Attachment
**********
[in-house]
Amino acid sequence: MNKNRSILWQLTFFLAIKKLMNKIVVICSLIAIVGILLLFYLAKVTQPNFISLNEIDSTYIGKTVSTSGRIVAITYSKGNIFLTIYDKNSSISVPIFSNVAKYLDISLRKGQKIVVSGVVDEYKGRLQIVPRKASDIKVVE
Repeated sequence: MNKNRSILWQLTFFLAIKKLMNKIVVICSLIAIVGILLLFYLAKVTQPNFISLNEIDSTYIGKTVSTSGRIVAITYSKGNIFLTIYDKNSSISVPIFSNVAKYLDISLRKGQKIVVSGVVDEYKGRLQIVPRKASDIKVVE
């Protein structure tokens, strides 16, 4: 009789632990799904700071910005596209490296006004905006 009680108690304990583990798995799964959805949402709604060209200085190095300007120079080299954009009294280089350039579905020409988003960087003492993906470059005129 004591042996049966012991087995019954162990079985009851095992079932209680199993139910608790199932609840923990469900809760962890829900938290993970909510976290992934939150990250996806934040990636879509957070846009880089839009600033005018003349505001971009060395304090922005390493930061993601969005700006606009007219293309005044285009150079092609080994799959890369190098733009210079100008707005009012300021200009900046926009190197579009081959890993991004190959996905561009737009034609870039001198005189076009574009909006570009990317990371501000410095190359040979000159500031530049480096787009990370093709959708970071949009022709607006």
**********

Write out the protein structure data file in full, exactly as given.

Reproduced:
[in-house]
Amino acid sequence: MNKNRSILWQLTFFLAIKKLMNKIVVICSLIAIVGILLLFYLAKVTQPNFISLNEIDSTYIGKTVSTSGRIVAITYSKGNIFLTIYDKNSSISVPIFSNVAKYLDISLRKGQKIVVSGVVDEYKGRLQIVPRKASDIKVVE
Repeated sequence: MNKNRSILWQLTFFLAIKKLMNKIVVICSLIAIVGILLLFYLAKVTQPNFISLNEIDSTYIGKTVSTSGRIVAITYSKGNIFLTIYDKNSSISVPIFSNVAKYLDISLRKGQKIVVSGVVDEYKGRLQIVPRKASDIKVVE
């Protein structure tokens, strides 16, 4: 009789632990799904700071910005596209490296006004905006 009680108690304990583990798995799964959805949402709604060209200085190095300007120079080299954009009294280089350039579905020409988003960087003492993906470059005129 004591042996049966012991087995019954162990079985009851095992079932209680199993139910608790199932609840923990469900809760962890829900938290993970909510976290992934939150990250996806934040990636879509957070846009880089839009600033005018003349505001971009060395304090922005390493930061993601969005700006606009007219293309005044285009150079092609080994799959890369190098733009210079100008707005009012300021200009900046926009190197579009081959890993991004190959996905561009737009034609870039001198005189076009574009909006570009990317990371501000410095190359040979000159500031530049480096787009990370093709959708970071949009022709607006």